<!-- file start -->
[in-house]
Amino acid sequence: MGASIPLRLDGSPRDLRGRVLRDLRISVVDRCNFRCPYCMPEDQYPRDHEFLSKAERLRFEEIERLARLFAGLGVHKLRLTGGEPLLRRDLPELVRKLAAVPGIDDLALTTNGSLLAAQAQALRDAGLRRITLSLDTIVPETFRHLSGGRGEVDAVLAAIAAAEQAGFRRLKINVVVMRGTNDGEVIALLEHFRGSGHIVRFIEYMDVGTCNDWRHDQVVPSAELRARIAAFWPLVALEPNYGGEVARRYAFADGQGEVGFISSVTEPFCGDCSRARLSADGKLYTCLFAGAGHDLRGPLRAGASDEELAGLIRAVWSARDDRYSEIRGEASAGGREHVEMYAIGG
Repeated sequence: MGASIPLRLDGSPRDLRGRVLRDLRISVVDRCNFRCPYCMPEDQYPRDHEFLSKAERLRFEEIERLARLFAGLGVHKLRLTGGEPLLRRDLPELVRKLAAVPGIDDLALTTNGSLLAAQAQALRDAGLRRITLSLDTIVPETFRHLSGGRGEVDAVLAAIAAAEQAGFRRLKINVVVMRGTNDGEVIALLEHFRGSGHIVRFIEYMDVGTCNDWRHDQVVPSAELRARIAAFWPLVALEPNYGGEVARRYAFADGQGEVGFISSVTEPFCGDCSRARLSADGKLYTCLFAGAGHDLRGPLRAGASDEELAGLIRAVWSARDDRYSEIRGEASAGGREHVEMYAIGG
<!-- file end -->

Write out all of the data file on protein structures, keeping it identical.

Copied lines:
[in-house]
Amino acid sequence: MGASIPLRLDGSPRDLRGRVLRDLRISVVDRCNFRCPYCMPEDQYPRDHEFLSKAERLRFEEIERLARLFAGLGVHKLRLTGGEPLLRRDLPELVRKLAAVPGIDDLALTTNGSLLAAQAQALRDAGLRRITLSLDTIVPETFRHLSGGRGEVDAVLAAIAAAEQAGFRRLKINVVVMRGTNDGEVIALLEHFRGSGHIVRFIEYMDVGTCNDWRHDQVVPSAELRARIAAFWPLVALEPNYGGEVARRYAFADGQGEVGFISSVTEPFCGDCSRARLSADGKLYTCLFAGAGHDLRGPLRAGASDEELAGLIRAVWSARDDRYSEIRGEASAGGREHVEMYAIGG
Repeated sequence: MGASIPLRLDGSPRDLRGRVLRDLRISVVDRCNFRCPYCMPEDQYPRDHEFLSKAERLRFEEIERLARLFAGLGVHKLRLTGGEPLLRRDLPELVRKLAAVPGIDDLALTTNGSLLAAQAQALRDAGLRRITLSLDTIVPETFRHLSGGRGEVDAVLAAIAAAEQAGFRRLKINVVVMRGTNDGEVIALLEHFRGSGHIVRFIEYMDVGTCNDWRHDQVVPSAELRARIAAFWPLVALEPNYGGEVARRYAFADGQGEVGFISSVTEPFCGDCSRARLSADGKLYTCLFAGAGHDLRGPLRAGASDEELAGLIRAVWSARDDRYSEIRGEASAGGREHVEMYAIGG